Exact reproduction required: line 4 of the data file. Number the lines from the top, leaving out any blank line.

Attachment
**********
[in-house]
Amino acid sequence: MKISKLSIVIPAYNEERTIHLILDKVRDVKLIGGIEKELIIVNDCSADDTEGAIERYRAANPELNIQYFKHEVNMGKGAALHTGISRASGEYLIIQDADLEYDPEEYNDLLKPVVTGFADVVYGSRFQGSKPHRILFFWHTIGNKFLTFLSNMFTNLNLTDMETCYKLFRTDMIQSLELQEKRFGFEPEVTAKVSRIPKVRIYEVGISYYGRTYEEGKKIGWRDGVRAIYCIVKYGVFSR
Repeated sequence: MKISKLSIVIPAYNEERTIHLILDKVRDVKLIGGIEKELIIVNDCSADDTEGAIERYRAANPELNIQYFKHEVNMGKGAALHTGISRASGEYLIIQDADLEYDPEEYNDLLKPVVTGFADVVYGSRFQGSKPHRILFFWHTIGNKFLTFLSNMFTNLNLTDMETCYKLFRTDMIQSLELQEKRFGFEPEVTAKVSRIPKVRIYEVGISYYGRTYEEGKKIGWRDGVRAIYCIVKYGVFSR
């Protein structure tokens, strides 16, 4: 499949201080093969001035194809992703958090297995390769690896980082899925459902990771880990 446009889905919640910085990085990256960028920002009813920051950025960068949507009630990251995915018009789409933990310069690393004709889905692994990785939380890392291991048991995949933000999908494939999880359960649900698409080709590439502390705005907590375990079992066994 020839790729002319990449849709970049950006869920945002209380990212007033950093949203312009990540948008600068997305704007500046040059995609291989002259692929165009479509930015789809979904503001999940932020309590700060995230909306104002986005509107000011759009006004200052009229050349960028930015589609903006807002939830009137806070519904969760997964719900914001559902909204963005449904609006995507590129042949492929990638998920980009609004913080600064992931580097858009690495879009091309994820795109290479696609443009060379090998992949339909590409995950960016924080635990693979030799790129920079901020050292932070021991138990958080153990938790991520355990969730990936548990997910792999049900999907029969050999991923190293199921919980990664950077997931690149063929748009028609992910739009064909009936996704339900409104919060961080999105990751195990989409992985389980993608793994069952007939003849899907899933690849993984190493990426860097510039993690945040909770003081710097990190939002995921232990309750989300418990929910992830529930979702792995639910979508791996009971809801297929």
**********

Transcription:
């Protein structure tokens, strides 16, 4: 499949201080093969001035194809992703958090297995390769690896980082899925459902990771880990 446009889905919640910085990085990256960028920002009813920051950025960068949507009630990251995915018009789409933990310069690393004709889905692994990785939380890392291991048991995949933000999908494939999880359960649900698409080709590439502390705005907590375990079992066994 020839790729002319990449849709970049950006869920945002209380990212007033950093949203312009990540948008600068997305704007500046040059995609291989002259692929165009479509930015789809979904503001999940932020309590700060995230909306104002986005509107000011759009006004200052009229050349960028930015589609903006807002939830009137806070519904969760997964719900914001559902909204963005449904609006995507590129042949492929990638998920980009609004913080600064992931580097858009690495879009091309994820795109290479696609443009060379090998992949339909590409995950960016924080635990693979030799790129920079901020050292932070021991138990958080153990938790991520355990969730990936548990997910792999049900999907029969050999991923190293199921919980990664950077997931690149063929748009028609992910739009064909009936996704339900409104919060961080999105990751195990989409992985389980993608793994069952007939003849899907899933690849993984190493990426860097510039993690945040909770003081710097990190939002995921232990309750989300418990929910992830529930979702792995639910979508791996009971809801297929």